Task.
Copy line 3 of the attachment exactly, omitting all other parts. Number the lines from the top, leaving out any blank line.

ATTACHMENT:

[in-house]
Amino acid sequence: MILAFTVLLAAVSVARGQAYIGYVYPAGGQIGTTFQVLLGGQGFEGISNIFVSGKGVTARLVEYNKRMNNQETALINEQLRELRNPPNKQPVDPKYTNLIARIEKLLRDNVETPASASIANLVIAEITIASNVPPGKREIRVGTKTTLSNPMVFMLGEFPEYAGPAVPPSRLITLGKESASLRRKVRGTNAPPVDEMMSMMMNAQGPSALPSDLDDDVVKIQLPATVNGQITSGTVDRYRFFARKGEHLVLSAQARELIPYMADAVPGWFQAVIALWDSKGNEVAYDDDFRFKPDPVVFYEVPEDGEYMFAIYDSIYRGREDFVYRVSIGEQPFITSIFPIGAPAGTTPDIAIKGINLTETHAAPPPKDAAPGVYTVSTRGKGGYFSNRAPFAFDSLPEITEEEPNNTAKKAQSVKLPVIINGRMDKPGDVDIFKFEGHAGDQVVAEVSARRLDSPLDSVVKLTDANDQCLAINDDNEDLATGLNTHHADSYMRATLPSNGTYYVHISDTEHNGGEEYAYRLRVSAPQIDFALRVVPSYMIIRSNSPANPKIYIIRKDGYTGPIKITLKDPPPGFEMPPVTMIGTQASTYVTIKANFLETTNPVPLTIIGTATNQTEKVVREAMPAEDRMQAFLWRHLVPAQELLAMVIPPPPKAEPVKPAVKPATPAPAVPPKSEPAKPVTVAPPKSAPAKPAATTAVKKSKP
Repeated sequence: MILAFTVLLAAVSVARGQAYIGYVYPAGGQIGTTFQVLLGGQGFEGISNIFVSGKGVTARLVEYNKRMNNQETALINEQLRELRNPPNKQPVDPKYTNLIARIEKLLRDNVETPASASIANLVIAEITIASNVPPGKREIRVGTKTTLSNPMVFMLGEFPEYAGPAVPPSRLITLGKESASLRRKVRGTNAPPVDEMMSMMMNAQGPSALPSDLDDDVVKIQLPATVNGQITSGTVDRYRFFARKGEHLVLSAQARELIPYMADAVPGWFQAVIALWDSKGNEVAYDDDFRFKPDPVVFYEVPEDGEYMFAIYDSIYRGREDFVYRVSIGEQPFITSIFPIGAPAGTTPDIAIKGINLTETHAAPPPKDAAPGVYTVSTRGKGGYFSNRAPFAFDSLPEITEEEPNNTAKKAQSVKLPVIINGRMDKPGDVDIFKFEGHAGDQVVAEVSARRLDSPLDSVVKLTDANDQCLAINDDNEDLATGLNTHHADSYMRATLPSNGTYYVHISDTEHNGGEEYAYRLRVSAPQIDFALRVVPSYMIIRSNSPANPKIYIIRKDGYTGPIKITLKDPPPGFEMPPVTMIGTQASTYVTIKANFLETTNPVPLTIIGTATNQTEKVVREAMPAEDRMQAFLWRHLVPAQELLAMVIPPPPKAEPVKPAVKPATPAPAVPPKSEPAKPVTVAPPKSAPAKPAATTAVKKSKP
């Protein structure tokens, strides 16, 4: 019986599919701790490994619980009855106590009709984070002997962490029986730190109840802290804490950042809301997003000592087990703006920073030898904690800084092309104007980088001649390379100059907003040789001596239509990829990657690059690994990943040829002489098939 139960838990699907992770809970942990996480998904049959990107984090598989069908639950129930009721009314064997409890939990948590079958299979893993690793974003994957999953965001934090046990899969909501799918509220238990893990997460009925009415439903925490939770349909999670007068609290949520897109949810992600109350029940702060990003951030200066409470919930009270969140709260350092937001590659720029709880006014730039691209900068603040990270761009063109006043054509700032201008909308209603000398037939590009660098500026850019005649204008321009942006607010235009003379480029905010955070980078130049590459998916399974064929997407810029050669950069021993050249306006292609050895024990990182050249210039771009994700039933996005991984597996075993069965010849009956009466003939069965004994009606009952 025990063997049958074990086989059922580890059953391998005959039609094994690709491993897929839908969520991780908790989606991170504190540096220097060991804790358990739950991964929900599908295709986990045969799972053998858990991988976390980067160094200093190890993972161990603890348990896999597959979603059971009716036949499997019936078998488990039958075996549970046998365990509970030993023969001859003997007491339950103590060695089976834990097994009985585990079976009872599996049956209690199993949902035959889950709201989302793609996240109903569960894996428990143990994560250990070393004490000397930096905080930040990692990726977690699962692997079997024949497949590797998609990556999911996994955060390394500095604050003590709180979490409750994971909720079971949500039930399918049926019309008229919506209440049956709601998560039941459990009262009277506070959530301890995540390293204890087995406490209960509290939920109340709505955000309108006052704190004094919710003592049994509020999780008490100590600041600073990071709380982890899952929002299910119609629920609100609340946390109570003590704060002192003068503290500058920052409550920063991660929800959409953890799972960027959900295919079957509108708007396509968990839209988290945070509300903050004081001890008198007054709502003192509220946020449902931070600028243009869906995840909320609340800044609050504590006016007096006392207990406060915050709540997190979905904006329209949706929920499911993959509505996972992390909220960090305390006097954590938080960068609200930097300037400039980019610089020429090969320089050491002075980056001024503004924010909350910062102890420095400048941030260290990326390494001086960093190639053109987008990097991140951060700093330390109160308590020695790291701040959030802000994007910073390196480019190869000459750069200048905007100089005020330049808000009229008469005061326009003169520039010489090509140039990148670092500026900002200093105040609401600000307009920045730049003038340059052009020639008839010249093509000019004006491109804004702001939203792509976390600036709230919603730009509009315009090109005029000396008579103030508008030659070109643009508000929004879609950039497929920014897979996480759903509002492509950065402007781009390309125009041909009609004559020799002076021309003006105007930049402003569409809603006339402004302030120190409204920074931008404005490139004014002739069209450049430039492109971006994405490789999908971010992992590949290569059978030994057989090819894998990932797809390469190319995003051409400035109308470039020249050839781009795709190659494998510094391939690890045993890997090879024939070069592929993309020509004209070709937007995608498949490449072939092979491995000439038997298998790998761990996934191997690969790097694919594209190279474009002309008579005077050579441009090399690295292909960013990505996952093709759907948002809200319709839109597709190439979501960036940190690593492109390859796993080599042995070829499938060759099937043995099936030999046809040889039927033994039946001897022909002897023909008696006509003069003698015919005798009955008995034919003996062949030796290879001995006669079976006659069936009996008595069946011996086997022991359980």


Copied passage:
Repeated sequence: MILAFTVLLAAVSVARGQAYIGYVYPAGGQIGTTFQVLLGGQGFEGISNIFVSGKGVTARLVEYNKRMNNQETALINEQLRELRNPPNKQPVDPKYTNLIARIEKLLRDNVETPASASIANLVIAEITIASNVPPGKREIRVGTKTTLSNPMVFMLGEFPEYAGPAVPPSRLITLGKESASLRRKVRGTNAPPVDEMMSMMMNAQGPSALPSDLDDDVVKIQLPATVNGQITSGTVDRYRFFARKGEHLVLSAQARELIPYMADAVPGWFQAVIALWDSKGNEVAYDDDFRFKPDPVVFYEVPEDGEYMFAIYDSIYRGREDFVYRVSIGEQPFITSIFPIGAPAGTTPDIAIKGINLTETHAAPPPKDAAPGVYTVSTRGKGGYFSNRAPFAFDSLPEITEEEPNNTAKKAQSVKLPVIINGRMDKPGDVDIFKFEGHAGDQVVAEVSARRLDSPLDSVVKLTDANDQCLAINDDNEDLATGLNTHHADSYMRATLPSNGTYYVHISDTEHNGGEEYAYRLRVSAPQIDFALRVVPSYMIIRSNSPANPKIYIIRKDGYTGPIKITLKDPPPGFEMPPVTMIGTQASTYVTIKANFLETTNPVPLTIIGTATNQTEKVVREAMPAEDRMQAFLWRHLVPAQELLAMVIPPPPKAEPVKPAVKPATPAPAVPPKSEPAKPVTVAPPKSAPAKPAATTAVKKSKP